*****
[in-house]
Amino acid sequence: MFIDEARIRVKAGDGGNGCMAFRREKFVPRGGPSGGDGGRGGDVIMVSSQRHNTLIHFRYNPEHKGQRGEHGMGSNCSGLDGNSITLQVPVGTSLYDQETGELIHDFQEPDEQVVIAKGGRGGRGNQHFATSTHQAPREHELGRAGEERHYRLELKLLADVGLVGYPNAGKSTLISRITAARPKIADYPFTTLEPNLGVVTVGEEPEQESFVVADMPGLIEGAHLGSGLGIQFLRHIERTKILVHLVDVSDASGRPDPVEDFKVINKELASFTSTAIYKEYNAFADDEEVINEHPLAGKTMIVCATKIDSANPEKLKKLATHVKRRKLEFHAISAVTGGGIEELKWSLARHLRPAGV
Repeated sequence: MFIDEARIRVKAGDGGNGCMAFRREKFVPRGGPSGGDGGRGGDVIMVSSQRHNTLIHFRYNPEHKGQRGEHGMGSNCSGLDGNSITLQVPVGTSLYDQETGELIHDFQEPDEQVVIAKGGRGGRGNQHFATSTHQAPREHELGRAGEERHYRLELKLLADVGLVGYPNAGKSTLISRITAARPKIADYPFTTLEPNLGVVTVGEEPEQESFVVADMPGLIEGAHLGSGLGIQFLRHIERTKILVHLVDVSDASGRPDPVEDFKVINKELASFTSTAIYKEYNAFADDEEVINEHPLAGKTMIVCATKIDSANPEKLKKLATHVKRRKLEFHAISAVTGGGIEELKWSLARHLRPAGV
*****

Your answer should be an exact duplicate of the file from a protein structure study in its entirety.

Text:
[in-house]
Amino acid sequence: MFIDEARIRVKAGDGGNGCMAFRREKFVPRGGPSGGDGGRGGDVIMVSSQRHNTLIHFRYNPEHKGQRGEHGMGSNCSGLDGNSITLQVPVGTSLYDQETGELIHDFQEPDEQVVIAKGGRGGRGNQHFATSTHQAPREHELGRAGEERHYRLELKLLADVGLVGYPNAGKSTLISRITAARPKIADYPFTTLEPNLGVVTVGEEPEQESFVVADMPGLIEGAHLGSGLGIQFLRHIERTKILVHLVDVSDASGRPDPVEDFKVINKELASFTSTAIYKEYNAFADDEEVINEHPLAGKTMIVCATKIDSANPEKLKKLATHVKRRKLEFHAISAVTGGGIEELKWSLARHLRPAGV
Repeated sequence: MFIDEARIRVKAGDGGNGCMAFRREKFVPRGGPSGGDGGRGGDVIMVSSQRHNTLIHFRYNPEHKGQRGEHGMGSNCSGLDGNSITLQVPVGTSLYDQETGELIHDFQEPDEQVVIAKGGRGGRGNQHFATSTHQAPREHELGRAGEERHYRLELKLLADVGLVGYPNAGKSTLISRITAARPKIADYPFTTLEPNLGVVTVGEEPEQESFVVADMPGLIEGAHLGSGLGIQFLRHIERTKILVHLVDVSDASGRPDPVEDFKVINKELASFTSTAIYKEYNAFADDEEVINEHPLAGKTMIVCATKIDSANPEKLKKLATHVKRRKLEFHAISAVTGGGIEELKWSLARHLRPAGV